Testing Stationarity in Small- and Medium-Sized Samples when Disturbances are Serially Correlated


  • The author would like to thank Anindya Banerjee, three anonymous referees, Tommy Andersson, David Edgerton, Thomas Elger, Klas Fregert, Rolf Larsson, Johan Lyhagen, Joakim Westerlund and seminar participants at the Department of Economics, Lund University, for useful suggestions and discussions on the topics covered in, and relating to, this paper. The simulations in the current paper were carried out in Gauss on the LUNARC cluster. The author acknowledges valuable technical support from Lars M Johansson. Financial support, from The Crafoord Foundation, The Royal Swedish Academy of Sciences and The Jan Wallander and Tom Hedelius Foundation, research grant number P2005-0117:1, is gratefully acknowledged. The views expressed in this paper are solely the responsibility of the author and should not to be interpreted as reflecting the views of the Executive Board of Sveriges Riksbank.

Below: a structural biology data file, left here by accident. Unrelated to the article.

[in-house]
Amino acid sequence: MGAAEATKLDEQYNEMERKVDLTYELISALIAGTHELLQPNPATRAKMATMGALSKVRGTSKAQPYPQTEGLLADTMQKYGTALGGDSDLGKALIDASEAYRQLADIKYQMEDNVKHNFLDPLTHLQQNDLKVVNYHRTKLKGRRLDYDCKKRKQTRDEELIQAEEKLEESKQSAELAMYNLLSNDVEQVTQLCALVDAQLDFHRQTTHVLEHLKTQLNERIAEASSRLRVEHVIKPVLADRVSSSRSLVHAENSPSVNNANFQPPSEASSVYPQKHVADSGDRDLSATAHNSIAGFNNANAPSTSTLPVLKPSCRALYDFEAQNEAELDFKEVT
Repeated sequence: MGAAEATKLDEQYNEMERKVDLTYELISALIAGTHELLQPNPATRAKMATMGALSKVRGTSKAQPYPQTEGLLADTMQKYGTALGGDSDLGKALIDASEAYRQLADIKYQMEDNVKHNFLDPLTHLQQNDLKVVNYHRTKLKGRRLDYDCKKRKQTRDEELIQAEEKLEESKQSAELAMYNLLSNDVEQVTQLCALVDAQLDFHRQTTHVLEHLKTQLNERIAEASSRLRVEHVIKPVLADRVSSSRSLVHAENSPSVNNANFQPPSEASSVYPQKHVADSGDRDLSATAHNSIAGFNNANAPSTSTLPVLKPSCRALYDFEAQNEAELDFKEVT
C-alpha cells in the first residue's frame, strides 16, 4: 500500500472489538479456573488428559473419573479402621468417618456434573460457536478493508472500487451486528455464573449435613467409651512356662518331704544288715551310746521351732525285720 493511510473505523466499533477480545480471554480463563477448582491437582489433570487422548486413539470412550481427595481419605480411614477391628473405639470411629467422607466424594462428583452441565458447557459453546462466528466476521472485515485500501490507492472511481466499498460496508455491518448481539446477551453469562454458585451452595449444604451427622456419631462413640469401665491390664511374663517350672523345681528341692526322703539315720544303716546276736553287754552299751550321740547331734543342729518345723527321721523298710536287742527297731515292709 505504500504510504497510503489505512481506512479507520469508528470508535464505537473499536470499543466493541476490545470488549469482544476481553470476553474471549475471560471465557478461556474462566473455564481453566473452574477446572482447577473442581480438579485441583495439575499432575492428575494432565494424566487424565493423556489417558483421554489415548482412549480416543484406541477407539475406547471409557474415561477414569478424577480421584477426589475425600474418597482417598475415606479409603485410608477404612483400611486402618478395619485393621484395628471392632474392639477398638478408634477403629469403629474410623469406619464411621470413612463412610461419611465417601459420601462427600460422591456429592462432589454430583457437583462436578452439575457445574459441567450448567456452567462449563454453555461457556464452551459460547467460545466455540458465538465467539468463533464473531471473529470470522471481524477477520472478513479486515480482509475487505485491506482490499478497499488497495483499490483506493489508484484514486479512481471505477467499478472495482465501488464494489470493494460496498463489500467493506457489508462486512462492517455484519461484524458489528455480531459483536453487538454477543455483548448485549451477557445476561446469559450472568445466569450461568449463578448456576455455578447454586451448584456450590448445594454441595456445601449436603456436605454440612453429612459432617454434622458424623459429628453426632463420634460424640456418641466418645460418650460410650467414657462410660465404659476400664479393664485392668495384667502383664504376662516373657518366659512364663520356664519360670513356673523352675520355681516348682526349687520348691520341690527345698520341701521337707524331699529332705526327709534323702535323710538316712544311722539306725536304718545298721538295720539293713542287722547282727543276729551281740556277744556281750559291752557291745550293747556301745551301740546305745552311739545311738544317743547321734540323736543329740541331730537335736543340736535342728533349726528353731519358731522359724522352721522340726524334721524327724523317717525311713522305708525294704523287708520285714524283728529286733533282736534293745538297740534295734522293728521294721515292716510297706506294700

In this article, we study the size distortions of the KPSS test for stationarity when serial correlation is present and samples are small- and medium-sized. It is argued that two distinct sources of the size distortions can be identified. The first source is the finite-sample distribution of the long-run variance estimator used in the KPSS test, while the second source of the size distortions is the serial correlation not captured by the long-run variance estimator because of a too narrow choice of truncation lag parameter. When the relative importance of the two sources is studied, it is found that the size of the KPSS test can be reasonably well controlled if the finite-sample distribution of the KPSS test statistic, conditional on the time-series dimension and the truncation lag parameter, is used. Hence, finite-sample critical values, which can be applied to reduce the size distortions of the KPSS test, are supplied. When the power of the test is studied, it is found that the price paid for the increased size control is a lower raw power against a non-stationary alternative hypothesis.